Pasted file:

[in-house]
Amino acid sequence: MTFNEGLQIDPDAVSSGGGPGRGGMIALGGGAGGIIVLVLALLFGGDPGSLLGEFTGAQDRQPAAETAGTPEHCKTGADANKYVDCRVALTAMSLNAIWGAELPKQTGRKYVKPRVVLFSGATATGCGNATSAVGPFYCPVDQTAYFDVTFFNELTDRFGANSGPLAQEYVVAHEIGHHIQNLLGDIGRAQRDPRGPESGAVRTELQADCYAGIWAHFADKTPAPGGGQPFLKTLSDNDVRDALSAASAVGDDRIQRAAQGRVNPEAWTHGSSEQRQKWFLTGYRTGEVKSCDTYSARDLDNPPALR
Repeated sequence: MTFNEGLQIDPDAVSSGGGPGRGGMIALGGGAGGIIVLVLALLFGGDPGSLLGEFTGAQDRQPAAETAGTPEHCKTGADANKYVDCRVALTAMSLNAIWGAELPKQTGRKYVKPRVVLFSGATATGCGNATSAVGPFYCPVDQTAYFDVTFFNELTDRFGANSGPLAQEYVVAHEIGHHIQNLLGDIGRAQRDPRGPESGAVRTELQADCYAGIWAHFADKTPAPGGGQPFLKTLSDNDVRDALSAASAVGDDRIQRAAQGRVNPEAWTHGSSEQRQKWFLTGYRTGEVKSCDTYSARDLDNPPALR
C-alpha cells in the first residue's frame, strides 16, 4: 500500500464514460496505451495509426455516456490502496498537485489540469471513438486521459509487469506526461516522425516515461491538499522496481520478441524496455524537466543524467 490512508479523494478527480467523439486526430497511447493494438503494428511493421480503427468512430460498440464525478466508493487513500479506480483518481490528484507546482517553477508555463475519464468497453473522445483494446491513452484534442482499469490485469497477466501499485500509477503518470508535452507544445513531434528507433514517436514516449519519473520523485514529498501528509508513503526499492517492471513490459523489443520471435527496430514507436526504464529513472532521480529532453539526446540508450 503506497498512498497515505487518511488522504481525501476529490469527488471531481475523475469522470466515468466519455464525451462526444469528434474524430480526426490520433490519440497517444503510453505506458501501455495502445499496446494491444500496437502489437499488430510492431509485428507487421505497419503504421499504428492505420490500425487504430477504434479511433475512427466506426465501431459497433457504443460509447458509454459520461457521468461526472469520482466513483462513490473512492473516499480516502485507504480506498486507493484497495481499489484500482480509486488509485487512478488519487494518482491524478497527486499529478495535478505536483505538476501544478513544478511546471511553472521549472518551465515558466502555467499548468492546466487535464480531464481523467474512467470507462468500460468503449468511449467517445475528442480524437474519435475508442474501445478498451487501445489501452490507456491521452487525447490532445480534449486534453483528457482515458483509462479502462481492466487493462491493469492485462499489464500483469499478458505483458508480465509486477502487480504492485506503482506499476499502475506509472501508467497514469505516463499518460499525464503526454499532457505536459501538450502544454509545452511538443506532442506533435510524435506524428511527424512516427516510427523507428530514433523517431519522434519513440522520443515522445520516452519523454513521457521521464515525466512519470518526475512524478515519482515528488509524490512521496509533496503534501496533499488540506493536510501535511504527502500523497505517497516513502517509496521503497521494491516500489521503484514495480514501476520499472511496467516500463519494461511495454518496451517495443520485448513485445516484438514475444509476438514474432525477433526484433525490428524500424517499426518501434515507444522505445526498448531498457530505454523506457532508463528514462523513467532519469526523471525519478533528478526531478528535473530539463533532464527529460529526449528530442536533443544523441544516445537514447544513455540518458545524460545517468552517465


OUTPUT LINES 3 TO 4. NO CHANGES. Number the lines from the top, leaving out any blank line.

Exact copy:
Repeated sequence: MTFNEGLQIDPDAVSSGGGPGRGGMIALGGGAGGIIVLVLALLFGGDPGSLLGEFTGAQDRQPAAETAGTPEHCKTGADANKYVDCRVALTAMSLNAIWGAELPKQTGRKYVKPRVVLFSGATATGCGNATSAVGPFYCPVDQTAYFDVTFFNELTDRFGANSGPLAQEYVVAHEIGHHIQNLLGDIGRAQRDPRGPESGAVRTELQADCYAGIWAHFADKTPAPGGGQPFLKTLSDNDVRDALSAASAVGDDRIQRAAQGRVNPEAWTHGSSEQRQKWFLTGYRTGEVKSCDTYSARDLDNPPALR
C-alpha cells in the first residue's frame, strides 16, 4: 500500500464514460496505451495509426455516456490502496498537485489540469471513438486521459509487469506526461516522425516515461491538499522496481520478441524496455524537466543524467 490512508479523494478527480467523439486526430497511447493494438503494428511493421480503427468512430460498440464525478466508493487513500479506480483518481490528484507546482517553477508555463475519464468497453473522445483494446491513452484534442482499469490485469497477466501499485500509477503518470508535452507544445513531434528507433514517436514516449519519473520523485514529498501528509508513503526499492517492471513490459523489443520471435527496430514507436526504464529513472532521480529532453539526446540508450 503506497498512498497515505487518511488522504481525501476529490469527488471531481475523475469522470466515468466519455464525451462526444469528434474524430480526426490520433490519440497517444503510453505506458501501455495502445499496446494491444500496437502489437499488430510492431509485428507487421505497419503504421499504428492505420490500425487504430477504434479511433475512427466506426465501431459497433457504443460509447458509454459520461457521468461526472469520482466513483462513490473512492473516499480516502485507504480506498486507493484497495481499489484500482480509486488509485487512478488519487494518482491524478497527486499529478495535478505536483505538476501544478513544478511546471511553472521549472518551465515558466502555467499548468492546466487535464480531464481523467474512467470507462468500460468503449468511449467517445475528442480524437474519435475508442474501445478498451487501445489501452490507456491521452487525447490532445480534449486534453483528457482515458483509462479502462481492466487493462491493469492485462499489464500483469499478458505483458508480465509486477502487480504492485506503482506499476499502475506509472501508467497514469505516463499518460499525464503526454499532457505536459501538450502544454509545452511538443506532442506533435510524435506524428511527424512516427516510427523507428530514433523517431519522434519513440522520443515522445520516452519523454513521457521521464515525466512519470518526475512524478515519482515528488509524490512521496509533496503534501496533499488540506493536510501535511504527502500523497505517497516513502517509496521503497521494491516500489521503484514495480514501476520499472511496467516500463519494461511495454518496451517495443520485448513485445516484438514475444509476438514474432525477433526484433525490428524500424517499426518501434515507444522505445526498448531498457530505454523506457532508463528514462523513467532519469526523471525519478533528478526531478528535473530539463533532464527529460529526449528530442536533443544523441544516445537514447544513455540518458545524460545517468552517465